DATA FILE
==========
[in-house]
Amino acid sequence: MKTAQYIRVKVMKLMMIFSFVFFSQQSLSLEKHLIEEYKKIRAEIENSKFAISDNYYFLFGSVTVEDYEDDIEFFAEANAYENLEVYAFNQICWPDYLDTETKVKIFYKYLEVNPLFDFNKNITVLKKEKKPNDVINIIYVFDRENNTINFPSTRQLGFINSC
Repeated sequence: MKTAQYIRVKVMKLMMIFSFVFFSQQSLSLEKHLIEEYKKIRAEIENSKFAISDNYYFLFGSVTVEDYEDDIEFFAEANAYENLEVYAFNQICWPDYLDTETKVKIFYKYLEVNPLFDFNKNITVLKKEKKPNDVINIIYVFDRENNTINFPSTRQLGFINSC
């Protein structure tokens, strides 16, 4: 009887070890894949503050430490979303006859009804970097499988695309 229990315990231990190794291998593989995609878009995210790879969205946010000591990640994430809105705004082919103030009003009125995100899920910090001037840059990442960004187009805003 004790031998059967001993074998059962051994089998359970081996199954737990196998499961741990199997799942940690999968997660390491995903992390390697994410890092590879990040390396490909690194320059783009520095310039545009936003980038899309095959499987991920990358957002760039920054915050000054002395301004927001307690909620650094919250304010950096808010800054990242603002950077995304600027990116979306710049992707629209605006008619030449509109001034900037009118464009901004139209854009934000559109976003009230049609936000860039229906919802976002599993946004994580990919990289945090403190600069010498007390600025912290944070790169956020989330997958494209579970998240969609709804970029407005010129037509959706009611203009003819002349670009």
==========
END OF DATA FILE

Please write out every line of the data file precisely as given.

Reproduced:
[in-house]
Amino acid sequence: MKTAQYIRVKVMKLMMIFSFVFFSQQSLSLEKHLIEEYKKIRAEIENSKFAISDNYYFLFGSVTVEDYEDDIEFFAEANAYENLEVYAFNQICWPDYLDTETKVKIFYKYLEVNPLFDFNKNITVLKKEKKPNDVINIIYVFDRENNTINFPSTRQLGFINSC
Repeated sequence: MKTAQYIRVKVMKLMMIFSFVFFSQQSLSLEKHLIEEYKKIRAEIENSKFAISDNYYFLFGSVTVEDYEDDIEFFAEANAYENLEVYAFNQICWPDYLDTETKVKIFYKYLEVNPLFDFNKNITVLKKEKKPNDVINIIYVFDRENNTINFPSTRQLGFINSC
């Protein structure tokens, strides 16, 4: 009887070890894949503050430490979303006859009804970097499988695309 229990315990231990190794291998593989995609878009995210790879969205946010000591990640994430809105705004082919103030009003009125995100899920910090001037840059990442960004187009805003 004790031998059967001993074998059962051994089998359970081996199954737990196998499961741990199997799942940690999968997660390491995903992390390697994410890092590879990040390396490909690194320059783009520095310039545009936003980038899309095959499987991920990358957002760039920054915050000054002395301004927001307690909620650094919250304010950096808010800054990242603002950077995304600027990116979306710049992707629209605006008619030449509109001034900037009118464009901004139209854009934000559109976003009230049609936000860039229906919802976002599993946004994580990919990289945090403190600069010498007390600025912290944070790169956020989330997958494209579970998240969609709804970029407005010129037509959706009611203009003819002349670009």